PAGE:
Walk into the Macy's in Herald Square today, and you can find plenty of food to eat. The department store has several restaurants and eateries, spread among its eleven floors of retail shopping. From quick bites to sit down dining, there's no shortage of variety.
Despite this impressive selection from Macy's Herald Square, the food served today looks a lot different from the food served a hundred years ago. The New York Public Library archived old menus from the store, dating back to the early 1900s. Back then, you could eat lunch for less than fifty cents.
Here's a menu card from Monday, October 29, 1917:
The Macy's Daily Special included deep dish plum pie for 21 cents, cold salmon for 44 cents, deep dish green apple pie for 21 cents, honey-dew melon for 14 cents, fried scallops with bacon and tartar sauce for 49 cents, baked green apple with cream for 14 cents, fried silver smelts for 44 cents, broiled fresh mushrooms on toast for 36 cents, and chicken cutlets asparagus tips for 42 cents.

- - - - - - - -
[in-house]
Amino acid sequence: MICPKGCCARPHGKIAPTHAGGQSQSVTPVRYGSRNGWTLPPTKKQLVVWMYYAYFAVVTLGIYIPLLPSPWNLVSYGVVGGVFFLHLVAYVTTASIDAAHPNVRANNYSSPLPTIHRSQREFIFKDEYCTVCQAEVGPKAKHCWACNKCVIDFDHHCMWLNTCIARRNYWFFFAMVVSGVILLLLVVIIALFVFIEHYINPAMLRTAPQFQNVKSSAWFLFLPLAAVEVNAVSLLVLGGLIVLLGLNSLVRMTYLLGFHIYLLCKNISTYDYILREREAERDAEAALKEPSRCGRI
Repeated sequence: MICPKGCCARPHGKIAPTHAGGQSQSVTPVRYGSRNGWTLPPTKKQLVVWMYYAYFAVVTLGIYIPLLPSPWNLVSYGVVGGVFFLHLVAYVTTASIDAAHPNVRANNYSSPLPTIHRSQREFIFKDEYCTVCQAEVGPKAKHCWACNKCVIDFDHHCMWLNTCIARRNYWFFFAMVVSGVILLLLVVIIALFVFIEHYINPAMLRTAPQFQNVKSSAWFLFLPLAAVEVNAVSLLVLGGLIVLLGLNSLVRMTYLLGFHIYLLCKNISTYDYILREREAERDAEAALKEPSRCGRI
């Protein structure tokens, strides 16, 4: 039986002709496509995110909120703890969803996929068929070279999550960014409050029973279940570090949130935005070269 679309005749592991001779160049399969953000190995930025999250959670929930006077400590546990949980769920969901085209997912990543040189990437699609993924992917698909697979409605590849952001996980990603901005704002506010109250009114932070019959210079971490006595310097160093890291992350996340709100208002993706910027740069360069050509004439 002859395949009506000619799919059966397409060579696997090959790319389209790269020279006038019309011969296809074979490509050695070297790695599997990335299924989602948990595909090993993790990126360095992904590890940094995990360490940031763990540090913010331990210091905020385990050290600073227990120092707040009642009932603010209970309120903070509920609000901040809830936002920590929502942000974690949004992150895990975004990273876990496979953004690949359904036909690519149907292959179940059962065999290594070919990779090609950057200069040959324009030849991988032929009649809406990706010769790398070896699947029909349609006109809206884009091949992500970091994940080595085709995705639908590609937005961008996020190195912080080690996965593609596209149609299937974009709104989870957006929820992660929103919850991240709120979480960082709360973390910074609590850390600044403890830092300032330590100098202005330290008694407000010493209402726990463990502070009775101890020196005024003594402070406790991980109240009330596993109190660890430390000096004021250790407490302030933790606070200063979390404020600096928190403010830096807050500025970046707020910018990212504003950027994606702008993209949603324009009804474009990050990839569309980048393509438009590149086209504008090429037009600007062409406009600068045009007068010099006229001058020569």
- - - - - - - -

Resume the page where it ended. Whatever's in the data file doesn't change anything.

When was the last time you saw "smelt" on a menu? Or mushrooms on toast?
Here's another Macy's menu, stamped with the date range of 1900 to 1905:
For 39 cents, you could choose breakfast items, including fruit with cereal, a long list of protein dishes, a choice of rolls, corn muffins or toast, plus a small pot of coffee or tea.
There are the smelts again, joined by fried oysters, kippered herring, broiled bluefish, and mackerel. When was the last time you ordered any of these for breakfast?
The meat choices are equally dated. Broiled lamb kidneys on toast? Calf's liver and bacon? Chicken livers en brochette? So much liver for breakfast!
At the bottom of the menu, there's a section for vegetarians which pares down the choices to fruit, cereal, and bread, plus eggs. For some reason, this option (costing 24 cents) allows for a glass of milk instead of coffee or tea. Perhaps the milk was viewed as an extra source of protein?
Another menu from the year 1917 shows an a la carte option at Macy's lunch counter:
Called a "meatless menu," the specials are limited to birds (chicken and turkey) and seafood (crab, lobster). For 14 cents, you could order a "bowl of milk and crackers."
If you saw this menu today, you would likely think the prices were in dollars. A smoked salmon sandwich for 16 dollars? Yeah, that sounds about right for prices in New York City today. Accounting for inflation, a 16 cent sandwich back then would come out to about $3.50 today.